Antibody Response to 2-Dose SARS-CoV-2 mRNA Vaccine Series in Solid Organ Transplant Recipients | Surgery | JAMA | JAMA Network
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    2 Comments for this article
    Effect of Second Dose of COVID-19 mRNA Vaccine on Transplant Recipients
    Takuma Hayashi, MBBS, DMSci, GMRC, PhD | National Hospital Organization Kyoto Medical Center
    Although Boyarsky BJ et al. demonstrate an improvement in anti-spike antibody responses in transplant recipients after dose 2 compared with dose 1, their data suggest that a substantial proportion of transplant recipients likely remain at risk for COVID-19 after 2 doses of mRNA vaccine.

    Since transplant recipients must always take immunosuppressive drugs, we believe that transplant recipients do not have higher anti-SARS-CoV-2 antibody titers after COVID-19 mRNA vaccination compared to healthy individuals.

    The following contents have been published at the Japanese Society for Organ Transplantation.

    Generally, it has been reported that poor effect of the vaccine under
    taking immunosuppressive drugs. COVID-19 mRNA vaccination should be prioritized for transplant recipients.
    The prognosis for transplant recipients who develop COVID-19 is significantly poor. Therefore, COVID-19 mRNA vaccination is recommended for transplant recipients to prevent SARS-CoV-2 infection.
    COVID-19 mRNA vaccination is recommended for transplant recipients, even if the transplant recipient has previously developed COVID-19 or has antibodies to SARS-CoV-2.
    After COVID-19 mRNA vaccination, transplant recipients should wear masks, maintain social distance, and avoid stagnation.

    In general, the antiviral effect of vaccination depends on the immune activation of the vaccinated person. Therefore, it is essential to develop an anti-SARS-CoV-2 drug to prevent the serious illness of COVID-19 for transplant recipients who take daily immunosuppressive drugs.

    Dr. Hayashi T. Dr. Konishi I.
    National Hospital Organization Kyoto Medical Center
    Effectiveness of COVID-19 vaccines at population level not yet estimated
    Sandro Tsang, PhD | People's Open Access Education Initiative
    For transplant recipients (not) receiving antimetabolites, (32%) 57% had no antibody response after 2 doses of mRNA vaccine. This finding implies that vaccinating immunocompromised individuals against COVID-19 with mRNA vaccine appears ineffective at individual levels. However, the virus can evolve within a host hidden for months and be transmitted to others (1). I hope that estimates of the effectiveness of different COVID-19 vaccines from a population health perspective will soon become available in the research pipeline. In any case, immunocompromised individuals should always be given priority to receive the vaccines to their own accord, since they are vulnerable individuals.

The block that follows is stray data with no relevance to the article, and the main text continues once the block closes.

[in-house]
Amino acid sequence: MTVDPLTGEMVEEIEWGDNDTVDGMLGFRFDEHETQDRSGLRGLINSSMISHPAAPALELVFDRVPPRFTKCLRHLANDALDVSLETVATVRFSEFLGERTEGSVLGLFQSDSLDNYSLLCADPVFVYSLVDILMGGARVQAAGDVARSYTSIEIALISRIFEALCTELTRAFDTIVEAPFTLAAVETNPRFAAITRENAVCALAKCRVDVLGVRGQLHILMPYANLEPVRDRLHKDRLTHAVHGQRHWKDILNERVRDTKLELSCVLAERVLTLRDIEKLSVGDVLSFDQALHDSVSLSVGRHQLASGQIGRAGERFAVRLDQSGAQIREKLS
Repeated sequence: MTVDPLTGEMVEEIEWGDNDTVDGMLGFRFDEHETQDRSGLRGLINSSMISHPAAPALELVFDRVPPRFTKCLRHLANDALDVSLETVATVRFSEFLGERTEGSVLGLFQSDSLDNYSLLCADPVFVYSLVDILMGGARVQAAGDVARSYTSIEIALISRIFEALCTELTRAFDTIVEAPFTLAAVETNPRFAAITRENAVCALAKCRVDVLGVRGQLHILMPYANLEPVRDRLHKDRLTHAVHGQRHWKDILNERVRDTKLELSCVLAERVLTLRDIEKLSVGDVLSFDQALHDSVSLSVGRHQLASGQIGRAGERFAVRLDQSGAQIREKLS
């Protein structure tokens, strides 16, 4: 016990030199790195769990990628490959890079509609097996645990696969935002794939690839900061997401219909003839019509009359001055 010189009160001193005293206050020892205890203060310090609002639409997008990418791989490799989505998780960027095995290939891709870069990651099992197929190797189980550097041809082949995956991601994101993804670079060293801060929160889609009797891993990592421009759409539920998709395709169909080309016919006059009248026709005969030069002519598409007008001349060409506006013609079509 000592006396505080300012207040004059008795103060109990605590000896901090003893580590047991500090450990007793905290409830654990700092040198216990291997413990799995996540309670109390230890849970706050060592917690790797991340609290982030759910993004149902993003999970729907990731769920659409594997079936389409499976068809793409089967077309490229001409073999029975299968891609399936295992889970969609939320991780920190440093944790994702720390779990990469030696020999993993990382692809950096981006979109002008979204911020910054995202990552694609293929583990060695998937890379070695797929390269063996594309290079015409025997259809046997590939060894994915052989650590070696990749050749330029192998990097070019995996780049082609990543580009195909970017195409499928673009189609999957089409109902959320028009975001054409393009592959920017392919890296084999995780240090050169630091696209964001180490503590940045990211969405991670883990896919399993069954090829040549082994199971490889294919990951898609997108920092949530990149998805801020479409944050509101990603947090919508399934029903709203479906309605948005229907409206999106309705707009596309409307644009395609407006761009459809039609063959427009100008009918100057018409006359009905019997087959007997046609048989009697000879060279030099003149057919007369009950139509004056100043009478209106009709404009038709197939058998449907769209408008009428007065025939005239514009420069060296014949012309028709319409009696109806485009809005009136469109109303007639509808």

Abbasi J. Researchers Tie Severe Immunosuppression to Chronic COVID-19 and Virus Variants. JAMA. 2021;325(20):2033-2035. doi:10.1001/jama.2021.7212.
    Research Letter
    May 5, 2021

    Antibody Response to 2-Dose SARS-CoV-2 mRNA Vaccine Series in Solid Organ Transplant Recipients

    Author Affiliations
    • 1Department of Surgery, Johns Hopkins University School of Medicine, Baltimore, Maryland
    • 2Department of Medicine, Johns Hopkins University School of Medicine, Baltimore, Maryland
    • 3Department of Pathology, Johns Hopkins School of Medicine, Baltimore, Maryland
    JAMA. 2021;325(21):2204-2206. doi:10.1001/jama.2021.7489

    In contrast to immunocompetent participants in vaccine trials,1,2 a low proportion (17%) of solid organ transplant recipients mounted a positive antibody response to the first dose of SARS-CoV-2 messenger RNA (mRNA) vaccines, with those receiving anti–metabolite maintenance immunosuppression less likely to respond.3 In this study, we assessed antibody response after the second dose.

    Transplant recipients without prior polymerase chain reaction–confirmed COVID-19 were recruited from across the US to participate in this prospective cohort through a digital campaign. Those who completed the 2-dose SARS-CoV-2 mRNA vaccine series between December 16, 2020, and March 13, 2021, were included and followed up through April 13, 2021. As described previously,3 semiquantitative antispike serologic testing was undertaken with the Roche Elecsys anti–SARS-CoV-2 S enzyme immunoassay, positive cutoff of at least 0.8 U/mL, which tests for the receptor-binding domain of the SARS-CoV-2 spike protein, or the EUROIMMUN enzyme immunoassay, positive cutoff of at least 1.1 arbitrary units, which tests for the S1 domain of SARS-CoV-2 spike protein, both key measures of humoral immune response.4,5 This study was approved by the Johns Hopkins institutional review board; participants provided informed consent electronically.